Steps to Resolution: Talk About a Busy Weekend!
1. Is Company A's request that a decision be made within three days fair?
No. According to Principle #1 for employment professionals, employment professionals will refrain from any practice that improperly influences and affects job acceptances, and these practices may include undue time pressures for the acceptance of employment offers. Moreover, this issue was specifically addressed in the Principles Committee Position Paper on Reasonable Offer Deadlines. The document recommends that employers give students a minimum of three weeks to return a decision on a job offer, noting that the best employment decisions (for both students and employers) are those that are made with the greatest amount of information. Importantly, it is also noted that students given sufficient time are less likely to renege on job acceptances. Company A's deadline restricts Katherine's ability to gather more information about both Companies A and B. For example, she does not have an opportunity to confirm Company A's claims regarding six-figure salaries or to inquire of Company B when they will be returning a decision.
2. Under the circumstances, Katherine is tempted to accept Company A's offer even though she might later renege on it later. What advice would you give her? Would your advice be different if she were given three business days vs. three calendar days to make a decision?
Offer to assist Katherine by calling Company A and discussing the value of providing her with more time and referencing the NACE position paper, as well as the policy, if there is one, of the career services' office regarding offer timelines. Assist Katherine in comparing the two offers, given the limited information she has about them. Additionally, assist her in gathering further information quickly by contacting colleagues to determine if they have any experiences, good or bad, with Company A. With the additional time, you could assist her in gathering even more information.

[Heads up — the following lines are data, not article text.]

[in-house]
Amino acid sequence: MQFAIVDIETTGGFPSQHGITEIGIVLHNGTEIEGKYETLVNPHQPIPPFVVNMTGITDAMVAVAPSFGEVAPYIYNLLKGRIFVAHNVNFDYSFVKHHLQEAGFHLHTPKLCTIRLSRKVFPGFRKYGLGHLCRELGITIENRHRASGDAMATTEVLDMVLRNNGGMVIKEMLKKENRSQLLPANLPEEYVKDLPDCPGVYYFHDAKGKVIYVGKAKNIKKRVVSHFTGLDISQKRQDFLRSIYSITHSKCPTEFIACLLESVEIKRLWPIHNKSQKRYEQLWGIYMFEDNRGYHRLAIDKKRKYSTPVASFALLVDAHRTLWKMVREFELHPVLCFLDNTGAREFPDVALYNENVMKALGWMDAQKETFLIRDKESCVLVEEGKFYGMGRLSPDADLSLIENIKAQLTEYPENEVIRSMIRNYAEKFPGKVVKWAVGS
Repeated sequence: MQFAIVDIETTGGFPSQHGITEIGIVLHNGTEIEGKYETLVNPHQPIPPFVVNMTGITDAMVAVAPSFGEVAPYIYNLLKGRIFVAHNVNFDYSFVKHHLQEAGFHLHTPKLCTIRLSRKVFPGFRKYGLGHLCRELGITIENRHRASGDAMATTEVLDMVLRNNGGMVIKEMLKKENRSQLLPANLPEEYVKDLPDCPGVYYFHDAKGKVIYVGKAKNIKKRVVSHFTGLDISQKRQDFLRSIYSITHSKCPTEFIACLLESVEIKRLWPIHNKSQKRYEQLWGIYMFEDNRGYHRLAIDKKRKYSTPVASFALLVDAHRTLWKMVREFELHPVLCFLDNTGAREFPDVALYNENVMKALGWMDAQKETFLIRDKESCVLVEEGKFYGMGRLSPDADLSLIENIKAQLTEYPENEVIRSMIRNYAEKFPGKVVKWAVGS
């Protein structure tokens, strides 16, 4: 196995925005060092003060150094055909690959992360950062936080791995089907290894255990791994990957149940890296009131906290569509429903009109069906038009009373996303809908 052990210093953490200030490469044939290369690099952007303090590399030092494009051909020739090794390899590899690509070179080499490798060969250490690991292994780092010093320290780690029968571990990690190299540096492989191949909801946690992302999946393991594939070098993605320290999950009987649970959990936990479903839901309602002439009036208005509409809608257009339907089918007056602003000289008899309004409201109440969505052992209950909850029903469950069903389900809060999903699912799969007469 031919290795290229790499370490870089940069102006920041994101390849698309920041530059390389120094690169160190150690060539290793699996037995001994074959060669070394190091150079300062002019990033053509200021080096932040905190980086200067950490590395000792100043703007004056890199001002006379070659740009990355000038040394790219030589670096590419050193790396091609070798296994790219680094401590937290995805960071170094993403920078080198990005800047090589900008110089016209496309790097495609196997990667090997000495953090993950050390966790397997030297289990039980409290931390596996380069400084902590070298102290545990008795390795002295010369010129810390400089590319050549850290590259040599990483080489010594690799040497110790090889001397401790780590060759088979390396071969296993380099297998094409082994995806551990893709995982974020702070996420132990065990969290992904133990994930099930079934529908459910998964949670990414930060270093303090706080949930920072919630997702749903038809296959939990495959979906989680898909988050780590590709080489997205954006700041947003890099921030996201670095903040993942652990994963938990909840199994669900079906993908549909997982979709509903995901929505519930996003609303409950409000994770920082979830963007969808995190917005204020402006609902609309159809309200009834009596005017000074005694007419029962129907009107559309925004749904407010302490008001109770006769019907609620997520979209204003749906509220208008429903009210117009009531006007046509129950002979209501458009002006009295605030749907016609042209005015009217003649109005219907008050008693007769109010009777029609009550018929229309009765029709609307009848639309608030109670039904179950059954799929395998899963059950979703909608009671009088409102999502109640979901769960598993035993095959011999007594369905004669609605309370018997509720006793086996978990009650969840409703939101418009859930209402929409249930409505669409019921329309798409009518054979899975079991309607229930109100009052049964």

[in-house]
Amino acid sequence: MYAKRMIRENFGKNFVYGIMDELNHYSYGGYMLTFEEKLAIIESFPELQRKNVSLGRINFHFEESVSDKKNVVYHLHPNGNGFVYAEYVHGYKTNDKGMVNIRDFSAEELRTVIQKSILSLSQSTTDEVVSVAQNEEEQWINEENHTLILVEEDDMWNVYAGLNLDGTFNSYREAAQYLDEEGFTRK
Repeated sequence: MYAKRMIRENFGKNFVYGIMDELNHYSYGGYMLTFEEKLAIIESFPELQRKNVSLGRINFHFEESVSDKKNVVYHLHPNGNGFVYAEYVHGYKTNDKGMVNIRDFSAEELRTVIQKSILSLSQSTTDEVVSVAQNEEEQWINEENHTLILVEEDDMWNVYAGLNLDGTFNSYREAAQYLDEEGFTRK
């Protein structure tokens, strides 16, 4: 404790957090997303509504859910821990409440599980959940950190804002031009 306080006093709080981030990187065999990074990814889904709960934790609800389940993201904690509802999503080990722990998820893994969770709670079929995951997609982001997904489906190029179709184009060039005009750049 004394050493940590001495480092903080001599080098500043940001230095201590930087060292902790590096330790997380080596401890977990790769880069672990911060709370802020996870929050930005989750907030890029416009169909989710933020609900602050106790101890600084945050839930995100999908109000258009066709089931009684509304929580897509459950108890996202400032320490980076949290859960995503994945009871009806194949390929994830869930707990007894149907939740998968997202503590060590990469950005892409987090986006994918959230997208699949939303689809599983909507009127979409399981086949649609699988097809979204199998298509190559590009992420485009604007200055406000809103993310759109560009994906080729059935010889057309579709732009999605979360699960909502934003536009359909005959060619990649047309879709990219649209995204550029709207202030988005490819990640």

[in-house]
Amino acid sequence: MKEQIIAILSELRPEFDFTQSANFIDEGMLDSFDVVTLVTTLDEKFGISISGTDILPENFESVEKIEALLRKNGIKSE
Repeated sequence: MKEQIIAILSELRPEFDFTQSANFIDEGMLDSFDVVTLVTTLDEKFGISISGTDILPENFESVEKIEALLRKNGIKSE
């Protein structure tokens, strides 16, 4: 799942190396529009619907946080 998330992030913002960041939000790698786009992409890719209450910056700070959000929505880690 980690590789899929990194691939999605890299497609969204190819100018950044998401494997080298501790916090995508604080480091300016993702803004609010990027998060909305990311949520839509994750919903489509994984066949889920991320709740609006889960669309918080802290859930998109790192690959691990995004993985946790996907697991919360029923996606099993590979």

3. Should the company be required to provide the student with more information regarding their claim of six-figure salaries by all employees within nine months of service?
Yes, Company A's claim is used as a selling point and it should, therefore, be documented so students have some way of verifying the claim.
4. What actions, if any, would you take with the company?
As noted above, offer to assist Katherine by contacting the company and discussing the situation with them. It is important to emphasize that even if she declines the offer, you should have this discussion with the company because their actions likely represent a recruiting practice and not an isolated incident. Therefore, without intervention, their actions will cause problems for other students and for other career centers.
Current as of February 2013.